Workshops are starting next week with Sow Seeds, at my own edible oasis in Newtown, Thursday 12th, 6.30-8pm. Register by email to rego@edibleoasis.net, state your name, phone number, how you choose to pay (direct transfer preferred, otherwise cash on the day) and how much: $20, or half price for workerBe oasis members, or time credits for two lucky timebank members.

Hope to see you down at the land some day soon!

New moon, October

So much is happening now it looks like an actual explotion, except it’s not destructive but a growth explosion! I got back into my garden after two weeks away and it was covered in chickweed (stellaria media). As I chipped away at it with my beautiful Niwashi tool, the soil underneath was moist and open, full of life. It’s the most excellent living mulch – as long as you get it out before it seeds, which I hope i managed to do this time.

Upcoming events:

We’re looking for a child-friendly gardener who would enjoy coordinating the family garden time on Saturdays, please email workerbeoasis at gmail.com if you’re interested! Another role we’re looking to fill is Compost Guru: if you’re well experienced in making high-carbon, aerated compost and available for a part time contract, get in touch. I could do it of course, but I’d prefer focusing on other parts of the project and open up for more people to be involved.

In my home garden, I’m currently having the biggest aphid infestation I’ve ever seen on my mandarin and orange trees. They’re both in containers and need repotting, but first I want to get rid of a maximum of the little buggers. Yesterday I got them out of the greenhouse, hosed them everywhere and sprayed with neem oil dilution in the evening (when the bees are asleep). I’ll let you know next week how it goes, and if you have any tips please let me know and I’ll share them.

To do this week:

  • Sow all fast germinating seeds
  • Make sure beds are prepared for planting out – aerated, fertilised (Nature’s Garden) and compost incorporated
  • Keep on top of slugs and snails with night patrols
  • Spray brassicas with bt to limit the white butterfly damage
  • Feed everything with either seaweed or fish liquid.
  • Cut all weeds at soil level with a niwashi (available at Commonsense Organics) or a sharp knife. This time of year, I remove them from the garden and put in the compost. I find the soil warms slower with plenty of mulch on top and snails/slugs love mulch…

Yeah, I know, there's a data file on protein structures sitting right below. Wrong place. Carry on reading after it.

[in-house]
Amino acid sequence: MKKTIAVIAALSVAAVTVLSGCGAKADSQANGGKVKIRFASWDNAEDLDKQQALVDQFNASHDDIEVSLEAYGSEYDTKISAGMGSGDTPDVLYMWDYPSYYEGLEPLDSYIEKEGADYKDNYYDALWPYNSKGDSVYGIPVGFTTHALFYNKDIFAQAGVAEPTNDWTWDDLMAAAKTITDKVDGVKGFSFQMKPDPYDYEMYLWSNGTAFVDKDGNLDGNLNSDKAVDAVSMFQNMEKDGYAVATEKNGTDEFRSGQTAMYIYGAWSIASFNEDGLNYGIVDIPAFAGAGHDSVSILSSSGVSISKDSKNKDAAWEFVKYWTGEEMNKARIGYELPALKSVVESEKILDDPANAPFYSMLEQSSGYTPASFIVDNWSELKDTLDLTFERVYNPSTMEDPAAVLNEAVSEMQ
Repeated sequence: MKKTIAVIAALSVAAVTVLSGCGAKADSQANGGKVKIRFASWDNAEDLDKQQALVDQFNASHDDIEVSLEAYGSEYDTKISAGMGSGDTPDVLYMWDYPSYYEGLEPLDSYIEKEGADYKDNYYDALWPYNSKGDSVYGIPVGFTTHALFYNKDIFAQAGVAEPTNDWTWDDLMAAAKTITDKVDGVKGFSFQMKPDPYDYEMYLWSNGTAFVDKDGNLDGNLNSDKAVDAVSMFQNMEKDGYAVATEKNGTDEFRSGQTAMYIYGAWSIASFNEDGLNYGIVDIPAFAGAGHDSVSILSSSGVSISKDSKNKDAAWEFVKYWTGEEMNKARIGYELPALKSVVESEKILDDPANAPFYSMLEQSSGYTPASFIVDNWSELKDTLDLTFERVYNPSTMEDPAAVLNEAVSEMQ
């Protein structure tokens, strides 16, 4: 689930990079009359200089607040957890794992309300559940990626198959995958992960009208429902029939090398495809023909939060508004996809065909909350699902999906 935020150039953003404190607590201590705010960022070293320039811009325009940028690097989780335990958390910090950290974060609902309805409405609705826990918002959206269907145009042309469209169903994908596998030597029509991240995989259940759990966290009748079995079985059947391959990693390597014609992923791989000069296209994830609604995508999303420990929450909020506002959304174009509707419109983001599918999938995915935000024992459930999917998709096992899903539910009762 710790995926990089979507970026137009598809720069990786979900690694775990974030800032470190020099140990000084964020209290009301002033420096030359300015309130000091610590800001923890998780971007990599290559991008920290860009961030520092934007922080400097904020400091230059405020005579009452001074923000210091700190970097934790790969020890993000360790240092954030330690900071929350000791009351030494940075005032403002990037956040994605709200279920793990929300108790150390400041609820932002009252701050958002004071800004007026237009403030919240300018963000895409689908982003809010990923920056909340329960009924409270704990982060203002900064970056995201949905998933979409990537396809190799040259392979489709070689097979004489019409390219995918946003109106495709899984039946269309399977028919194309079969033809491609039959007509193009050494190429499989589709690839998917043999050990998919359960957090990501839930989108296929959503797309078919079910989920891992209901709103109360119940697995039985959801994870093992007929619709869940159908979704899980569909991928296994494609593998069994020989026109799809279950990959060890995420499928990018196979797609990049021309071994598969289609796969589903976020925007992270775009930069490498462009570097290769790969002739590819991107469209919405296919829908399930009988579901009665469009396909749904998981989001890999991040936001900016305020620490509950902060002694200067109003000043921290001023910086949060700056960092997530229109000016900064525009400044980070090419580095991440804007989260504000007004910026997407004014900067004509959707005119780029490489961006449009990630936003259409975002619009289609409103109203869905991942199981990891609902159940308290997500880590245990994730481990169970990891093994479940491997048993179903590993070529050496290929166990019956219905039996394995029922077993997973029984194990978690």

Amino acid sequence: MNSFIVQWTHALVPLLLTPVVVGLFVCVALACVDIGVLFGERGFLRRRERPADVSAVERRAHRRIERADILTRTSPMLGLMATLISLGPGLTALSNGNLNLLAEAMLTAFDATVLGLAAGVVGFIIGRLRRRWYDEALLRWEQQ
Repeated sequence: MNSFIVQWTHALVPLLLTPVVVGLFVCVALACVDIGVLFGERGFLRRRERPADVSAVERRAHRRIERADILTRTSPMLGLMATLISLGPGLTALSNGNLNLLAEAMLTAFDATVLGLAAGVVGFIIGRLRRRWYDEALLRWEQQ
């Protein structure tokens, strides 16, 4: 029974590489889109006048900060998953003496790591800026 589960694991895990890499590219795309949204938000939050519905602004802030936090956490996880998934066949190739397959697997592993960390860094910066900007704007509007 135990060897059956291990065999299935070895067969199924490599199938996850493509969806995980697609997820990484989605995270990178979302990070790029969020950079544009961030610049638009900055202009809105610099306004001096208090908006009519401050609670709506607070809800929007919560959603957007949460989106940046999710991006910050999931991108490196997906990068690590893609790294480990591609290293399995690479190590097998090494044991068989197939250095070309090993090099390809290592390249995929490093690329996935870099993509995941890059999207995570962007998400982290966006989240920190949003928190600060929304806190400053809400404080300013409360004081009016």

That’s all folks – hope to see you at one of the events!

IMPORTANT! In the first version of this post, I announced Gardening times for Workerbe Oasis. We’ve decided to push tis forward to November. If you want to come and volunteer before, PLEASE contact me – you’re more than welcome, but we have to be more flexible with time for the next couple of weeks.

Vouchers, dates and what to do

Good news: There are now vouchers available for Edible Oasis workshops! One for $12, or the Grow More Veges series of 6 workshops for $60 – saves you $12.

The workshop dates are set for January and I’m excited by the number of people telling me this is exactly what they’ve been looking for. Posters are printed – if you know a place where there should be one, let me know. Even better: if you want to give me a hand putting them up around town you’ll be rewarded with one of the brand new vouchers!

Gardening tasks for next week: the moon is waning and the last quarter starts on Monday. It’s a time when energy starts to turn downwards, so root growth is strong. This means plants transplanted at this time will root well. Apart from getting your last summer seedlings in the ground, the only thing left before midsummer celebrations is to tidy up and ensure everything is well mulched to keep the moisture in. I keep track of how much it rains by jotting down millimeters and dates on my wall calendar, that way I know when I’ve got to water again.

If you’re growing herbs or medicinal flowers, harvest them on a sunny late morning, when there isn’t any dew left on them. Depending on what properties the particular plant has, you may want to harvest at a certain moon phase as well. St John’s wort is traditionnally harvested mid day on the full moon closest to midsummer solstice, for example.

If you’ve got fruit trees, check if you need to thin the fruit to get the rest to ripen, or support any branches to avoid damage. Feed the trees with seaweed or, even better, Environmental Fertilisers’ “Reproductive Foliar” (available at Commonsense Organics).

Spring changes

Last night, I woke up at about 3am thinking “oh no, it’s going to hail on my newly planted tomatoes!” and ran out in the garden under pouring rain to put cloches on all the seedlings. No hail came, luckily, but the intense rain and the drop in temprature were both quite characteristic for Wellington spring. Everything we do this time of year seems subject to strong winds and temperature hikes!

Other radical changes are also underway: I’ve finally done some work on posters and flyers and am ready to have some people over for a workshop! So Thursday the 13th November, 1.30-3pm, I’ll run a proper Double Digging workshop – part of the Grow More Veges workshop series, see above in the workshop menu. Please register to come.

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Special offer: If you pre-purchase all the six workshops in the Grow More Veges series, you only pay for five!